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As far as durability in crankbaits, no wood will last long after the clearcoat fails and most woods will last fine if it doesn't

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Poplar is way more boyant than oak or other dense hardwoods. You will need more weight to get it down and you will get more wobble out of the lure than as if made in oak. This can be good and bad. If you are using a lure design that is already rather lively in oak then the poplar may make it so lively it spooks the fish. However, it is my experience that it is great for neatral (suspending) or floating models. .............Just food for thought...............

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I have bade a boatload of Muskie lures out of poplar and if the right clearcoat is used (I like Envirotex) they will last forever. The sealer I used is incidental, and it doesnt really matter since Muskies have sharp teeth and can dig into a lure a half inch or more. The puncture can quickly begin expansion which leads to rot and the demise of the lure, so always be on the lookout for punctures in any type of wood. On another note I have found the biggest cause for trouble on a hard bait is the treble hooks wearing small trenches in the sides and bottom when they hit the water. These spots need attention since it happens over a longer period of time and can go unnoticed.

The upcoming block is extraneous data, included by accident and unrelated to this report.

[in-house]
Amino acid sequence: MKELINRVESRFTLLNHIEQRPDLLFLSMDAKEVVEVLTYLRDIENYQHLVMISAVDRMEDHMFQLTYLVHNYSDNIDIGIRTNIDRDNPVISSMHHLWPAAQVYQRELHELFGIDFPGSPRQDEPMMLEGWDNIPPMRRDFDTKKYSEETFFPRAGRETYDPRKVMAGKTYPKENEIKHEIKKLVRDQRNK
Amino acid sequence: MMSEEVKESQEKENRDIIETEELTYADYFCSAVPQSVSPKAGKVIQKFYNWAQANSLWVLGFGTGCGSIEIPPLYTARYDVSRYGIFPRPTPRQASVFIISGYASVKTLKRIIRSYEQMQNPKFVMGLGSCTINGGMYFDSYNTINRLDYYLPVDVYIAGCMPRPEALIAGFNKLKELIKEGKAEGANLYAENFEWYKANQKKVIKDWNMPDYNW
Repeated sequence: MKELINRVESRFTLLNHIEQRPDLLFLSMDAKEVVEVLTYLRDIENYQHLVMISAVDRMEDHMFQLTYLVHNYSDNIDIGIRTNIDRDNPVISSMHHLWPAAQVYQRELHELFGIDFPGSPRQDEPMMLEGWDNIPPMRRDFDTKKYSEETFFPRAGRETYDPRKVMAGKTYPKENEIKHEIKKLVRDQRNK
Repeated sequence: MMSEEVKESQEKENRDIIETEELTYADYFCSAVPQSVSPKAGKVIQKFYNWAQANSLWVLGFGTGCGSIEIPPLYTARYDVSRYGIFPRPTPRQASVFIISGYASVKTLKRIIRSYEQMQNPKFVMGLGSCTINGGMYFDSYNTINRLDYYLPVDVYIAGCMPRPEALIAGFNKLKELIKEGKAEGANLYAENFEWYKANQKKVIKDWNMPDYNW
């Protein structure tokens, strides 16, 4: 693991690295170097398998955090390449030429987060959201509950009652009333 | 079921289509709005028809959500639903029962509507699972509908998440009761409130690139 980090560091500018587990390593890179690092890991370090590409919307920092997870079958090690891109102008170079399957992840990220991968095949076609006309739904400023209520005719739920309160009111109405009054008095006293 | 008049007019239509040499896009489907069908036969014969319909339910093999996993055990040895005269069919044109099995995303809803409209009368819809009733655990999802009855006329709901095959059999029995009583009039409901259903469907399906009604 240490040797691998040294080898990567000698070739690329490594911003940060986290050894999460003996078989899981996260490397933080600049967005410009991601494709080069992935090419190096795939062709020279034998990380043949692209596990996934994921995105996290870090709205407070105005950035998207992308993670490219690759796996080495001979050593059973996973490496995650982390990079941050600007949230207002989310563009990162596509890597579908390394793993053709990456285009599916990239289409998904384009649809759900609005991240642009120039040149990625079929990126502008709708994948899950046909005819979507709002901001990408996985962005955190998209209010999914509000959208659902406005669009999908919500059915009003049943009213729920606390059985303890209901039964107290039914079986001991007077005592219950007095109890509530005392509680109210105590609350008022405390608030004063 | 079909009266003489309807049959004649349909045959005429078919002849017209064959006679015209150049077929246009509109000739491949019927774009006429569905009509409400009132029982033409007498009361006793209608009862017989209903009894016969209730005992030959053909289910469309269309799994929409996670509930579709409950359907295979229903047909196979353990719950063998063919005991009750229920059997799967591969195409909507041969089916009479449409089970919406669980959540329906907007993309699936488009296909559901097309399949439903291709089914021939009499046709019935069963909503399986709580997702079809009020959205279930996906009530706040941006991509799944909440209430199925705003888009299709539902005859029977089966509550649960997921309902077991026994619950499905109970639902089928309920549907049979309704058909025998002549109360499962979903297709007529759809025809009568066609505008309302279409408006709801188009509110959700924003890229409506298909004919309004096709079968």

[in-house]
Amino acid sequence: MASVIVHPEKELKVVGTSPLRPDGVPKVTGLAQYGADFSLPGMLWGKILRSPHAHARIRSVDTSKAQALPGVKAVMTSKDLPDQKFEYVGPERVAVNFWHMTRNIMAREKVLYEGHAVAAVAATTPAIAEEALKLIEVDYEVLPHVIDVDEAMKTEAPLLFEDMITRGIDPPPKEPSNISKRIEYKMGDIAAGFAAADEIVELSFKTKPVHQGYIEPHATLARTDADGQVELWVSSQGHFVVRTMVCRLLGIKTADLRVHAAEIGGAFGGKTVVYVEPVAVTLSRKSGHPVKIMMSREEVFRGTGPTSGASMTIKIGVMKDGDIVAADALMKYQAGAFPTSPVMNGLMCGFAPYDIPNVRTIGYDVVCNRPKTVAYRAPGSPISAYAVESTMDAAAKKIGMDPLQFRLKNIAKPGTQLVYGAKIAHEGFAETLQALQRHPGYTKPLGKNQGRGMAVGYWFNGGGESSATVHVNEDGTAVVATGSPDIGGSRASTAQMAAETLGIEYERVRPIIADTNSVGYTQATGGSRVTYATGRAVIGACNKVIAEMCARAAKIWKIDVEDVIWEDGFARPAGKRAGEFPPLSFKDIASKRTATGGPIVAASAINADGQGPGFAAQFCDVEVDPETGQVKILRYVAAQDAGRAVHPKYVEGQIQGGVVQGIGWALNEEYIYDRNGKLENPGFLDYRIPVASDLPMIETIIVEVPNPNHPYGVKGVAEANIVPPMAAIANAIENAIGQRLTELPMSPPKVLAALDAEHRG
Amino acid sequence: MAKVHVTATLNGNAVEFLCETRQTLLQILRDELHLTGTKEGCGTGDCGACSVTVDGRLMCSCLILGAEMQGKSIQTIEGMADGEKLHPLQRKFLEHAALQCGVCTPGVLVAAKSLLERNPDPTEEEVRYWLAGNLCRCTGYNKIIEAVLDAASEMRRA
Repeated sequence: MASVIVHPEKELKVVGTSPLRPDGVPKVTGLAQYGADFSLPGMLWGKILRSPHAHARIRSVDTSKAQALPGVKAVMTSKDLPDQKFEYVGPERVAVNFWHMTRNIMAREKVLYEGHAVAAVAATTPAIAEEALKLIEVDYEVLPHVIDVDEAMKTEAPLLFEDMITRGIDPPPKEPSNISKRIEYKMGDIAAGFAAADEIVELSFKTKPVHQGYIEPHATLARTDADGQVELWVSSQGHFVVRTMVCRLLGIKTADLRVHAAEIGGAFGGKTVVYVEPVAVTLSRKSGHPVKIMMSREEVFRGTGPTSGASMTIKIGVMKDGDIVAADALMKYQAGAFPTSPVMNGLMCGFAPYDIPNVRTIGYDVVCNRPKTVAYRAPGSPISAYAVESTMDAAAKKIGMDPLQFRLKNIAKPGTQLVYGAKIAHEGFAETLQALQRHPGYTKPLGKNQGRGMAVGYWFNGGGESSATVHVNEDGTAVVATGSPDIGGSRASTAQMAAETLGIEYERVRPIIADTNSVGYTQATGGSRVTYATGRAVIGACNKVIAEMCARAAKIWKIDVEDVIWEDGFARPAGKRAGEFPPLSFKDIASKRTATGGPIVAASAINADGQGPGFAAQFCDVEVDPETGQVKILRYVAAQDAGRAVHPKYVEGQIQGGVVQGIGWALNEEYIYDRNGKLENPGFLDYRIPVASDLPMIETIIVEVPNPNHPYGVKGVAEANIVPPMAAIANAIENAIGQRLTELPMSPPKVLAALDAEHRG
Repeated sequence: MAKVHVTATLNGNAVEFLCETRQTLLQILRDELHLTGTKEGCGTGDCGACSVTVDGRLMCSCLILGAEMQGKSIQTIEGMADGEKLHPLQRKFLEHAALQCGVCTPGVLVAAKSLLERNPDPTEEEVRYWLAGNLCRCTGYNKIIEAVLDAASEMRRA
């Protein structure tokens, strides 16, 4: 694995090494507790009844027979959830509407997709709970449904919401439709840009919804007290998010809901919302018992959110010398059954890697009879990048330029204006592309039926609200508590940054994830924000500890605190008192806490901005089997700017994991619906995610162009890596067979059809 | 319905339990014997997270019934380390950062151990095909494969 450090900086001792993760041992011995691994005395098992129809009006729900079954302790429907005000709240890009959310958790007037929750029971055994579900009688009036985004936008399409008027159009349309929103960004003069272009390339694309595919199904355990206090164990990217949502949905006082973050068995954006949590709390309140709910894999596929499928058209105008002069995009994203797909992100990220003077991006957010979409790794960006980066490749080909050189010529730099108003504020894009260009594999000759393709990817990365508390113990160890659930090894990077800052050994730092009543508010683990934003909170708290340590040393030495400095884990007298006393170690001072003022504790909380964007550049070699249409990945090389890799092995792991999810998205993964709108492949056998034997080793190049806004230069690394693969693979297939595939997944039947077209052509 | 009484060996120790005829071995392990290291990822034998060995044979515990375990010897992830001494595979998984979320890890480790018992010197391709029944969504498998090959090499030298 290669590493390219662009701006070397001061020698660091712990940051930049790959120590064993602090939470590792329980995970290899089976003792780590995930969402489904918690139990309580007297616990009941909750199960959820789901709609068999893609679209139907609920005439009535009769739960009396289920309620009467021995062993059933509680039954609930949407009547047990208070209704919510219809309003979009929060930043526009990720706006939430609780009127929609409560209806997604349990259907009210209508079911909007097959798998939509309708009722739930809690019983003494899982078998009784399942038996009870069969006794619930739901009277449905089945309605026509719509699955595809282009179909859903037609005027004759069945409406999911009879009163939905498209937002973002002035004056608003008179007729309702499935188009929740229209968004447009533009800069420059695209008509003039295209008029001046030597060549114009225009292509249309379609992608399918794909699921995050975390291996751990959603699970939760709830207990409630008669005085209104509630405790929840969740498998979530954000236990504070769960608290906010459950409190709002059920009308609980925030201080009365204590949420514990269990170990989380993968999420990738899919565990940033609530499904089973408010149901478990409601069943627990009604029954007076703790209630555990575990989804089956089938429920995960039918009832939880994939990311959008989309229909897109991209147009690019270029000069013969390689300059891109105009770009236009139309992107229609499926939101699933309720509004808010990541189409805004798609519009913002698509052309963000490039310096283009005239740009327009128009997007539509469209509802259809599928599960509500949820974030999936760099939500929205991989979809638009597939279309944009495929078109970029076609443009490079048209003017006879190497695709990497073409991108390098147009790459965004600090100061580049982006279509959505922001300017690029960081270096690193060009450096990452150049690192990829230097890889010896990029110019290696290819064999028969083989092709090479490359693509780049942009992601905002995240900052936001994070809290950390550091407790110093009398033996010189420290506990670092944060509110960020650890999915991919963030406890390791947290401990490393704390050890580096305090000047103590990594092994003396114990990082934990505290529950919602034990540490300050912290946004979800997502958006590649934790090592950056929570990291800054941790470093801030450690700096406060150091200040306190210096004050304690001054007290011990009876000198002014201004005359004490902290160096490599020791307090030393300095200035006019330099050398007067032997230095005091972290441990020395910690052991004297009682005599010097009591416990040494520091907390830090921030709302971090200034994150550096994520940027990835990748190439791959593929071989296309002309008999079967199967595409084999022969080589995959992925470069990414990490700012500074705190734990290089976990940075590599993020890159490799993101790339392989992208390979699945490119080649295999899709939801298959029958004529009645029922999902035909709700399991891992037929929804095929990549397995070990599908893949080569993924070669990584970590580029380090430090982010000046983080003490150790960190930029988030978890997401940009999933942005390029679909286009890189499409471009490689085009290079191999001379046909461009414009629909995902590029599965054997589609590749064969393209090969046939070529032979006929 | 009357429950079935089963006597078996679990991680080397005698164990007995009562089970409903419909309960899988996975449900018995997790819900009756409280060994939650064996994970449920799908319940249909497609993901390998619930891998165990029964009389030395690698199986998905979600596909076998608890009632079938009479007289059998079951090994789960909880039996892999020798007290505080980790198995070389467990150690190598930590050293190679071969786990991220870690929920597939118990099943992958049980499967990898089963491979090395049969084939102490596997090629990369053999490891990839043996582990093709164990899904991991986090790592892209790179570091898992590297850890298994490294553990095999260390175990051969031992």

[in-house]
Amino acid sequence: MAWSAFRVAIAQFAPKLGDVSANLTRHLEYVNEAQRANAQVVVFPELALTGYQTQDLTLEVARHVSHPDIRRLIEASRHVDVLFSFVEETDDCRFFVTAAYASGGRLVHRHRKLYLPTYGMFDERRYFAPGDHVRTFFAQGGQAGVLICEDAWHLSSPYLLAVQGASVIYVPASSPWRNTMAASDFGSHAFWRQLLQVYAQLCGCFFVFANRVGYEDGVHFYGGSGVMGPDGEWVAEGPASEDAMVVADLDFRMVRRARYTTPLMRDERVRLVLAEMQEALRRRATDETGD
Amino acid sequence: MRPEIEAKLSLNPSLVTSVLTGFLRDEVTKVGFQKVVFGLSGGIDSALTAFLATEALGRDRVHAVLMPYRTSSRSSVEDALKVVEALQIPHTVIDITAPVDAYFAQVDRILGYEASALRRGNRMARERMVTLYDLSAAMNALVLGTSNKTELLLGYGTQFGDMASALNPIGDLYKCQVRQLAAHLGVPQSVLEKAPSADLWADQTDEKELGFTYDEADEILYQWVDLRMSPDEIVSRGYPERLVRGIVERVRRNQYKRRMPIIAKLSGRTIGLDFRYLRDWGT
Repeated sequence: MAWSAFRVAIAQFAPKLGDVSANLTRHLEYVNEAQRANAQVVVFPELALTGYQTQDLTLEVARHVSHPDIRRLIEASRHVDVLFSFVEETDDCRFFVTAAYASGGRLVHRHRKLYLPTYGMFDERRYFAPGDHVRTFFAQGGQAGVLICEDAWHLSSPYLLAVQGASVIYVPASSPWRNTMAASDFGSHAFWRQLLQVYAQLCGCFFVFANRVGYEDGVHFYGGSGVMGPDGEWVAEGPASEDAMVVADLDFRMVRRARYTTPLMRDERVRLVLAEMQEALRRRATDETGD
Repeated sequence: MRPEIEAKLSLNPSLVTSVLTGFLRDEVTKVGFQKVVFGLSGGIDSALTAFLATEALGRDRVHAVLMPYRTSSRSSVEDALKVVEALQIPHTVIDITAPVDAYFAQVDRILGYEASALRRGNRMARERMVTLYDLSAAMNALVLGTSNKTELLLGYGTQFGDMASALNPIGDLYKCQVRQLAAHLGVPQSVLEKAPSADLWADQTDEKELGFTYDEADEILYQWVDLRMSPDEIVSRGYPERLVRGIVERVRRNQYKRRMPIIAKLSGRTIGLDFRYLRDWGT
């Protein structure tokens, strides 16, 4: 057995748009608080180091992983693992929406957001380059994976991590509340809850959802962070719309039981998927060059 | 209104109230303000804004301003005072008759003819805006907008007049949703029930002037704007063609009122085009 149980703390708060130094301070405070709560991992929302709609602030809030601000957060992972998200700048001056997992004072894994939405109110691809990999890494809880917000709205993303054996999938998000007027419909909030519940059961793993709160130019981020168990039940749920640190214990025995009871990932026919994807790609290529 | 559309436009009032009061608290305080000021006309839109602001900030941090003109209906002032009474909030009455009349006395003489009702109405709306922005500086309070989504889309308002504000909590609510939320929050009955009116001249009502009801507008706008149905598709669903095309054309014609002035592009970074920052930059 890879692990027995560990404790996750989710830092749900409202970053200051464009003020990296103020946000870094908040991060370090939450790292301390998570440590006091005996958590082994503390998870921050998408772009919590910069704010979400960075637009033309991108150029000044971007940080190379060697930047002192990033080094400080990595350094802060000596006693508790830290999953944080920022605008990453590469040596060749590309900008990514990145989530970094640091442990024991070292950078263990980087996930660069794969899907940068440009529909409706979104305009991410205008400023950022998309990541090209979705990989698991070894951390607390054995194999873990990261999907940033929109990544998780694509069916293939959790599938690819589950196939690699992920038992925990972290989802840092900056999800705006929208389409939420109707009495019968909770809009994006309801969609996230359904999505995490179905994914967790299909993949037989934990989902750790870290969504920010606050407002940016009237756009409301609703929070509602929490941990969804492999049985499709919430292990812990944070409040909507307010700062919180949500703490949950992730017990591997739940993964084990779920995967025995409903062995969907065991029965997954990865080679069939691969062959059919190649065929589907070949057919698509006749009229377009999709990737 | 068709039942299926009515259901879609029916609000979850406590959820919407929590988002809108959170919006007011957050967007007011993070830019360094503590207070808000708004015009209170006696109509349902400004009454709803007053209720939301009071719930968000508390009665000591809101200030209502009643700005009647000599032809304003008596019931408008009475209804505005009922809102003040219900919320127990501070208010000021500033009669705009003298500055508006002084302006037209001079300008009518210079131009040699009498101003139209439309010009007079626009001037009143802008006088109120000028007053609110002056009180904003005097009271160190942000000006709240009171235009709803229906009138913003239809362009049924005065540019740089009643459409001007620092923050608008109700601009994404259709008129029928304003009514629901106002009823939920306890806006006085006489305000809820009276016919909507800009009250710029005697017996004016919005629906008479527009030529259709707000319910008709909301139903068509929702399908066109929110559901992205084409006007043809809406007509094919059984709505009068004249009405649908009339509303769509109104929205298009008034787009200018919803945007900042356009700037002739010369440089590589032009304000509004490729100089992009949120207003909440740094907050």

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I have heard about doing this but am unfamiliar and unsuccessful in finding anyone who can explain what T'ing your hooks is all about. Could you enlighten me?